Gulp: Does a special-election loss in NY mean the end of the red wave?

Source: Hot Air

Answer: probably not. Special elections have special turnout models that don’t necessarily translate into predictive regular-election turnout indicators, a point to which we’ll return in a moment.

But still, as Punchbowl reports, Democrats got a surprising bragging point last night in New York’s 19th congressional district. The apparent win in an R+3 CD gives them an opportunity for some meaty spin before the kickoff of the general election:

Democrat Pat Ryan beat Republican Marc Molinaro in the special election to replace former Democratic Rep. Antonio Delgado in New York’s 19th District. Delgado is now lieutenant governor of New York.

Molinaro – who will be on the ballot in a redrawn district this November against a different Democratic opponent – focused his campaign on bashing President Joe Biden, inflation and crime. Ryan – a 40-year-old West Point grad and Iraq War combat veteran who will be on the ballot in the 18th District this fall – relied heavily on a pro abortion rights message. Ryan repeatedly declared “Choice was on the ballot” throughout the campaign, while also calling for an assault weapons ban.

No poll ever showed Ryan leading, not even the one released by the Democratic Congressional Campaign Committee. A survey published by a progressive group right before the election had Molinaro up by eight points. Both sides poured money into the final stages of this bellwether Hudson Valley race.

Ryan is currently up by nearly 5,000 votes, or 3.8%, with 95% of the vote in. Absentee ballots are still being counted. Molinaro hasn’t officially conceded yet, but the AP has called this race.

With that kind of gap at this stage, a reversal is almost statistically impossible. Molinaro will have to try again in November in the redrawn district and hope that Biden’s unpopular enough in it for his message to resonate. It’s worth noting, though, that Biden won this district in 2020 50/48 even with the R+3 registration advantage, so this may not have been a great test case in the first place for the “red wave” theory.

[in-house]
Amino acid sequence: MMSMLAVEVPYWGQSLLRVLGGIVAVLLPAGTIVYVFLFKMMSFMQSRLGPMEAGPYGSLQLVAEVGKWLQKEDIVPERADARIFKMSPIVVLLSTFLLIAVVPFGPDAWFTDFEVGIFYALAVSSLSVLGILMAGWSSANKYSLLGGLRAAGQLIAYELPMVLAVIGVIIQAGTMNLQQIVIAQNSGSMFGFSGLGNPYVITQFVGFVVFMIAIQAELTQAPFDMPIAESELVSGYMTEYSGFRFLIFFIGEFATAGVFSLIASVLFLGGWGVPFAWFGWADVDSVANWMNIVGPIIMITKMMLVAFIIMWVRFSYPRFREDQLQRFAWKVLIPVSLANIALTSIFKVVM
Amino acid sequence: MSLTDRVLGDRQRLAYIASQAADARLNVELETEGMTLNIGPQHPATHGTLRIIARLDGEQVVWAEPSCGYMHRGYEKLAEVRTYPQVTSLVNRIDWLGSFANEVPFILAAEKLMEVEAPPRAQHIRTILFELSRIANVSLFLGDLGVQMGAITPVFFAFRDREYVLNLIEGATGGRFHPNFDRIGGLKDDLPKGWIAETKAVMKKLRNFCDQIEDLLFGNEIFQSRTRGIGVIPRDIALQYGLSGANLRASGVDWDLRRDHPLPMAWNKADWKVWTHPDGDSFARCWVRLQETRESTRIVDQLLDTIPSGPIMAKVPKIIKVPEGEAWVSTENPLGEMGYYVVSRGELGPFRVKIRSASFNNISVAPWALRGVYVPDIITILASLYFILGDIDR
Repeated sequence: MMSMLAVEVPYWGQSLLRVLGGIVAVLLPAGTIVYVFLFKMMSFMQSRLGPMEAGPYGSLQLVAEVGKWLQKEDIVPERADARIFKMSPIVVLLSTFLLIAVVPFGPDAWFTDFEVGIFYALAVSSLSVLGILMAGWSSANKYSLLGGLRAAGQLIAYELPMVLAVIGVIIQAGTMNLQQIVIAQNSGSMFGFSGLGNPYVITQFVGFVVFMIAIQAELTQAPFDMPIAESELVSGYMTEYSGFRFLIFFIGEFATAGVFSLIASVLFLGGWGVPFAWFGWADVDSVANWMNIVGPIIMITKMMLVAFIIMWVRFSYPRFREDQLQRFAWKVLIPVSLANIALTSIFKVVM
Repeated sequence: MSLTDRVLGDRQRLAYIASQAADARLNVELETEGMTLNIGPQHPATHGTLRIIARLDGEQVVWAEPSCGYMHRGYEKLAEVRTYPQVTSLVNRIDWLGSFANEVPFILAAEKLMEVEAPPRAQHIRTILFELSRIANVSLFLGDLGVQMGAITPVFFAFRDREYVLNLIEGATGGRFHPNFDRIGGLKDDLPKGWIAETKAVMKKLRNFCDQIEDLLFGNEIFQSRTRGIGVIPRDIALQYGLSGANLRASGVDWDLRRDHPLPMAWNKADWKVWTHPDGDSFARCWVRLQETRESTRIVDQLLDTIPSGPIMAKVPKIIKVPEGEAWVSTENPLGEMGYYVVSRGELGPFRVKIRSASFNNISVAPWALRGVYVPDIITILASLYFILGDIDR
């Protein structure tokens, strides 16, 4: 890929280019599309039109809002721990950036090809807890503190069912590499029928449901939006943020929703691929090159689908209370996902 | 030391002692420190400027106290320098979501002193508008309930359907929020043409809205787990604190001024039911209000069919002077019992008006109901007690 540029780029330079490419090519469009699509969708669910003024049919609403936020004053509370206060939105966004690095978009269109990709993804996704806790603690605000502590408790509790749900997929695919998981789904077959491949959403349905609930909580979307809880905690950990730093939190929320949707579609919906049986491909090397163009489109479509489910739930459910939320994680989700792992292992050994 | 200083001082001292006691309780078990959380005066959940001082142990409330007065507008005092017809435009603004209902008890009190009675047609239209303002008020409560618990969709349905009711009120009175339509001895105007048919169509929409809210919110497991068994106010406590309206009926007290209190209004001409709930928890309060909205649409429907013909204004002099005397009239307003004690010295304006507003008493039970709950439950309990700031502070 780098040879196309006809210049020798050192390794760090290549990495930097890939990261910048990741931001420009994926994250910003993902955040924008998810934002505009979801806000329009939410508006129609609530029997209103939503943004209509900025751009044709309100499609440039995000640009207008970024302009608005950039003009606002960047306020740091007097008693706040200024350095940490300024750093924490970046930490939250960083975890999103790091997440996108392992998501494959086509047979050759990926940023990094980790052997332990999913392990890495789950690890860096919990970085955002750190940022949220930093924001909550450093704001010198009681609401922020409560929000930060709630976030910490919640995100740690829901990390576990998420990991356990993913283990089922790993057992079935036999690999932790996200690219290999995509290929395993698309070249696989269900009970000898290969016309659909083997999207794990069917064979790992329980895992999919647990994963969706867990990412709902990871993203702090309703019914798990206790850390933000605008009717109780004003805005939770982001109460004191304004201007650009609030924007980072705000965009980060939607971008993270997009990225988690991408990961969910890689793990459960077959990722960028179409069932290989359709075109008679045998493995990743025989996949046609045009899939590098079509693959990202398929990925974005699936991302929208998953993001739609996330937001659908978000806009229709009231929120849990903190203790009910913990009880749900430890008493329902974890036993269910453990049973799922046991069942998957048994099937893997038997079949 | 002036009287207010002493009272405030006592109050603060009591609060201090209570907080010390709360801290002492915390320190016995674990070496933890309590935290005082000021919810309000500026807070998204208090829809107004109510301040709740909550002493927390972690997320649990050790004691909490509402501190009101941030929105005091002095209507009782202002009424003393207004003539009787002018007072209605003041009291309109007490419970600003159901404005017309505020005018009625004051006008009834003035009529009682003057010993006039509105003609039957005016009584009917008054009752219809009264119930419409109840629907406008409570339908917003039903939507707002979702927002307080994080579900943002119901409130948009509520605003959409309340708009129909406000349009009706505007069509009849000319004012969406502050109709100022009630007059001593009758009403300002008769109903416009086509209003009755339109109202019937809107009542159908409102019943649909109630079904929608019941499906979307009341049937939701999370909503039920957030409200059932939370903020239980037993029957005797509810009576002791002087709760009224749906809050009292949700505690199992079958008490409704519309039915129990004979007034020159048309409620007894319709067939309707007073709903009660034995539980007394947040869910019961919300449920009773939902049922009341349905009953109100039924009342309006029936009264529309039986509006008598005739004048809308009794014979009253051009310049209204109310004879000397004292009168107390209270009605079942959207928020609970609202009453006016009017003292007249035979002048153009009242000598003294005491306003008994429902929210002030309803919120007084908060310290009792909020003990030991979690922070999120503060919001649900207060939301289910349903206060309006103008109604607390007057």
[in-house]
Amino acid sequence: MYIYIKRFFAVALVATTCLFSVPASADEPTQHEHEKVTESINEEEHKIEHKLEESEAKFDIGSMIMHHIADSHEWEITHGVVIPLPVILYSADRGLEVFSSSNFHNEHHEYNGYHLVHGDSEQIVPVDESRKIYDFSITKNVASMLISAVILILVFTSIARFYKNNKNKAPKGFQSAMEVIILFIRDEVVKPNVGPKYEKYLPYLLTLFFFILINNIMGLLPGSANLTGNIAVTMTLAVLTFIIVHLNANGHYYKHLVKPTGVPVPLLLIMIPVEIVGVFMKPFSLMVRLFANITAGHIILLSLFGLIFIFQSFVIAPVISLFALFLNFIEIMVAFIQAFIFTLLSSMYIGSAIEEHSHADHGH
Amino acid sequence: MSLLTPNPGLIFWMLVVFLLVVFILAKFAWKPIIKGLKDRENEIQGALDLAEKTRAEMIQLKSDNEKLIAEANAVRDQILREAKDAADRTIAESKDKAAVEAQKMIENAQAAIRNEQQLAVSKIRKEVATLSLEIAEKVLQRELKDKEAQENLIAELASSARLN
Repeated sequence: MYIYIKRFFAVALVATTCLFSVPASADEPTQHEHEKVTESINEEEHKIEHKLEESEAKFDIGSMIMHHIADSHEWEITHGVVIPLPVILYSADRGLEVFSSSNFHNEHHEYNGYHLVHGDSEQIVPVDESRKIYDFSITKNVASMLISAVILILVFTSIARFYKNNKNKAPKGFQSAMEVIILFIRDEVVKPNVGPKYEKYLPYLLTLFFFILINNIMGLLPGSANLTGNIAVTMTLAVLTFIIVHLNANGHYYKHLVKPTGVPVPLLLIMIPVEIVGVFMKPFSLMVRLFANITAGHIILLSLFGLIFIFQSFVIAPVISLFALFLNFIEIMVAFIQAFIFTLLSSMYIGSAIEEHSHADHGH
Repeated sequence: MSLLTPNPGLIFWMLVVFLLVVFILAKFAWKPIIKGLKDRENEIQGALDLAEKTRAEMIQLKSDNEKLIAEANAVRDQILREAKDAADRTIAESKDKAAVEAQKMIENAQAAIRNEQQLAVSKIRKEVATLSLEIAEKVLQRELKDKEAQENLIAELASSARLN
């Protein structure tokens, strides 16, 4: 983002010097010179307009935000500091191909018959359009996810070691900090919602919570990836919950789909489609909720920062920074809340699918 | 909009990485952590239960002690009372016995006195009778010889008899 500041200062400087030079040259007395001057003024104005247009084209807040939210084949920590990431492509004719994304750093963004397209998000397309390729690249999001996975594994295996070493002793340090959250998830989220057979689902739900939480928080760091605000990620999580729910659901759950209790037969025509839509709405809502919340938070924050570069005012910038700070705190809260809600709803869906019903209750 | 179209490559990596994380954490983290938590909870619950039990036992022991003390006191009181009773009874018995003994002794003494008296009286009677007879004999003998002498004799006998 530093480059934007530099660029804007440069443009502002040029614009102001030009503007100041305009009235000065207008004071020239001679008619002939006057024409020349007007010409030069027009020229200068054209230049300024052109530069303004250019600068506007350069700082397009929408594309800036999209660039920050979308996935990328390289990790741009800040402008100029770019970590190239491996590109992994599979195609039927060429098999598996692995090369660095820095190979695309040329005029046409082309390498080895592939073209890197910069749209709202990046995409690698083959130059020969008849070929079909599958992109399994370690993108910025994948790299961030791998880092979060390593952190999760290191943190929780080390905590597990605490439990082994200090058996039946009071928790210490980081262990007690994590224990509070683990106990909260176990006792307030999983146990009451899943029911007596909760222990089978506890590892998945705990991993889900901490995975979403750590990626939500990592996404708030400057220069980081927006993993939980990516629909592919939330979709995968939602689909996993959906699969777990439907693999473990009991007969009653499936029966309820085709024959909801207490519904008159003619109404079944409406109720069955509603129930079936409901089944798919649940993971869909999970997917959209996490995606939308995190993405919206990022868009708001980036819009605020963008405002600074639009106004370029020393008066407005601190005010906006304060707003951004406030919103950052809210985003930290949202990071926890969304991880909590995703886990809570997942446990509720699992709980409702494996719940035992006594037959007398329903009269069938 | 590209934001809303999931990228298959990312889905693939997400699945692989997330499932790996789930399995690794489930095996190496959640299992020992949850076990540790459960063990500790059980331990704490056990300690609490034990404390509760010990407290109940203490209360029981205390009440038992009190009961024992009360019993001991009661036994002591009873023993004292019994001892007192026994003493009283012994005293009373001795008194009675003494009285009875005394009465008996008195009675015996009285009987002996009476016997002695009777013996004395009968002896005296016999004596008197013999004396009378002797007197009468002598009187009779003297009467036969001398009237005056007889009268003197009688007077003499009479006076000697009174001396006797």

The Washington Post susses this out as a sign of a Democratic comeback, in part because of superior candidate selection as well as concerns over the end of Roe:

Democratic efforts to reframe the midterms around the debate over abortion gathered steam, with the party winning a special election for U.S. House in an evenly divided Upstate New York district Tuesday, where their candidate made the issue a centerpiece of his campaign.

And in New York and Florida, Democratic primary voters nominated established candidates for governor and Congress in several closely watched intraparty contests, overwhelmingly choosing well-known officeholders aligned with party leadership over rivals who sought to steer the party in a different direction.

Taken together, the results were a welcome sign for Democratic leaders seeking to rally the party base behind its incumbents and find ways to motivate voters to cast ballots against Republicans, who have long felt well-positioned to make big gains in November. Tuesday’s voting came on the heels of Democrats enacting sweeping legislation to fight global warming and bring down the cost of prescription drugs for seniors, among other things, boosting their hopes of averting a red wave in the fall.

It’s possible that these factors will eat into a Republican wave in November. Can we determine that from one special election in a near-even district? Veteran election analyst Dave Wasserman at Cook Political Report casts considerable cold water on that proposition, and notes that the overall special-election score tilts the other way this summer:

Even after the Supreme Court published the Dobbs decision, Republicans have won three out of four House races. One can even argue that we should include the Texas and California contests, since the Dobbs decision leaked in early May — and Democrats started messaging on abortion almost immediately. In this particular race, the outcome last night ended up matching the 2020 presidential outcome.

Wasserman also reminds us that turnout is so low in these specials that it’s tough to draw any conclusions from them:

So what does last night’s surprise win for Democrats tell us, really? It means that Republicans aren’t going to just walk over Democrats without effective messaging and campaigning, even in this midterm environment. The long-reach districts may not be as competitive as the GOP thought, too. But thus far, this special election has been the only real surprise — and it’s actually almost identical to what the district did in 2020, at that. Maybe all this tells us is that House polling in specific districts for special elections stinks … as if we needed a reminder of that.